After returning to South Station, John's chair was definitely slowing down, confirming that we couldn't wait till the 3:38 train home. I mourned for my beloved train buddies! Meanwhile, John called both of his Personal Care Attendants, trying to arrange for one of them to meet us at the busstop in our town, get our key to our apartment and fetch his battery charger.

Once we made it to the train platform, John put his chair on manual mode, and the conductor pushed him onto the train. So weird riding the 1:55, with people we don't know! The conductor helped John off the train at our stop, and the buses were already there. Sadly, John's chair was barely crawling, and my attempt to tow him failed. Thankfully, the bus drivers saw us and waited (one was the driver that usually picks us up when we come on the 3:38).

Both of John's PCAS got to us 15 minutes after we got off the bus. Once one of them got the charger, we went to a bank where some of the employees know John, and they kindly permitted us to charge the battery for half an hour. With John's PCA driving his car to keep an eye on us, we made it home.

Despite the frustration and disappointment, I see now how well the Lord protected and provided for us. I'm not sure when John will get a new battery (that depends a lot on Medicare), but I'm slowly starting to trust that, if we can't go back to Boston for a while, God will use us here. Someone, keep reminding me of that perspective!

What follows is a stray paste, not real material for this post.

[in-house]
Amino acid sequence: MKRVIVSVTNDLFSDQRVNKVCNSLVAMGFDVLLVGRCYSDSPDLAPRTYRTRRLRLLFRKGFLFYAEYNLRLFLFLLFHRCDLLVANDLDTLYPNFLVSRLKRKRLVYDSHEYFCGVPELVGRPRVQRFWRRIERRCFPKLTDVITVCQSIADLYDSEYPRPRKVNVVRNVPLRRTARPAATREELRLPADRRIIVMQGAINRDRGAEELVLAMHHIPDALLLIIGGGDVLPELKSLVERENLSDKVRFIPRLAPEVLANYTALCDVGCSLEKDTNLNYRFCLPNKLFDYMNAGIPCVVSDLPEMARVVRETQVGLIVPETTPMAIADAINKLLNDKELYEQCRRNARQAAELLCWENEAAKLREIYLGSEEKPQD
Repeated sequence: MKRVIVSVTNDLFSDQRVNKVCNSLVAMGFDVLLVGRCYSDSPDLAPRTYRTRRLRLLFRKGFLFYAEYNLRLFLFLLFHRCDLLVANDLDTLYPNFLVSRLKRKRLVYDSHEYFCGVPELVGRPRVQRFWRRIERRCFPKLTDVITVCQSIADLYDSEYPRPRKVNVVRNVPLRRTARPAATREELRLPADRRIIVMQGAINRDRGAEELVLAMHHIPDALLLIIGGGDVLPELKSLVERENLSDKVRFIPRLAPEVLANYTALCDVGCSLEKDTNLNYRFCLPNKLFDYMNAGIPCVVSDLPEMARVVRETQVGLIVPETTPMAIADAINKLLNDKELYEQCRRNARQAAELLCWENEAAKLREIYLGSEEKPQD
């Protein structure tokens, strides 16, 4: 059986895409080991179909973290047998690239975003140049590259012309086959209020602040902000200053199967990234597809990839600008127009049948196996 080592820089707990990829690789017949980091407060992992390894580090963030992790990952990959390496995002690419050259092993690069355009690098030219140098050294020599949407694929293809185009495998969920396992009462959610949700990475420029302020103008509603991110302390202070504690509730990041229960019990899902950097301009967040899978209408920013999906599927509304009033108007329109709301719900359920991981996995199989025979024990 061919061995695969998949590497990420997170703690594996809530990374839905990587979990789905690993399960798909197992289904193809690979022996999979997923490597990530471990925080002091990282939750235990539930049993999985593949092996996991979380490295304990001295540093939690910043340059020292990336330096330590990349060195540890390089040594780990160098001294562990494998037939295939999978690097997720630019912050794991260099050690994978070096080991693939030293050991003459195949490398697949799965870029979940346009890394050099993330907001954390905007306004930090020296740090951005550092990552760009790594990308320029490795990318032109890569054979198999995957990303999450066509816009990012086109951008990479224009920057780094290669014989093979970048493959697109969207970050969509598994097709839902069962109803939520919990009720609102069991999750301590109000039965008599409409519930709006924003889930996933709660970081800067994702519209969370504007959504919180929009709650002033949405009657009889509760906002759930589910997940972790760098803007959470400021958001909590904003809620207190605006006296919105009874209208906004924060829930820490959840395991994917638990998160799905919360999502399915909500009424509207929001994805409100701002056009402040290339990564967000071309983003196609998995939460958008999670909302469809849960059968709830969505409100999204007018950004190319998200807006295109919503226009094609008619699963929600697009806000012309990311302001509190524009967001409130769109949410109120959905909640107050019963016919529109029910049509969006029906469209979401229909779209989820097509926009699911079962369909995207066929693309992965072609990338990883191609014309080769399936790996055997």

Monday, August 1, 2011

Recurring Forgotten Idea

Each night, the idea circles around my head, as I'm lying in bed. People have suggested that I wake John and ask him to jot it down. I wake the poor man enough as it is, wanting the covers or the fan adjusted to suit my capricious body temperature. And even then, he manages to stay half asleep, which alleviates the guilt I feel for disturbing his sleep. So no, waking him up merely so he can serve as my secretary just isn't an option I'm willing to consider.

Still, it frustrates me that something that is so clear to me at 5:47 a.m. completely vanishes from my memory by the time I can sit at my computer. What vortex did the idea slip into? Why can't I retrieve it?

But here I am, rushing to type a blog post before any of the predicted thunder storms force me to shut down my computer (John has wireless, but even he goes offline when we hear thunder). And that wonderful idea that I'd mentally composed in the sleepless darkness has disappeared. The more I try to recapture it, the less I recall.

It was something about the Lord...

Yeah, well that's a big help!

Maybe the Holy Spirit will bring it back to my mind tonight. Not that I'd awaken my husband with it, but perhaps so I can pray about it. Maybe, instead of it being  blog material, it's something the Lord wants to work into my heart privately. It's possible that I'm wanting to share something that He's still in the process of teaching me, and He blocks it from my mind when I try to cheapen it into a mere writing project. Next time it whispers in those night hours, when I'm lying next to John but alone with God, I'll ask Him what He wants me to learn. Maybe then, I'll remember.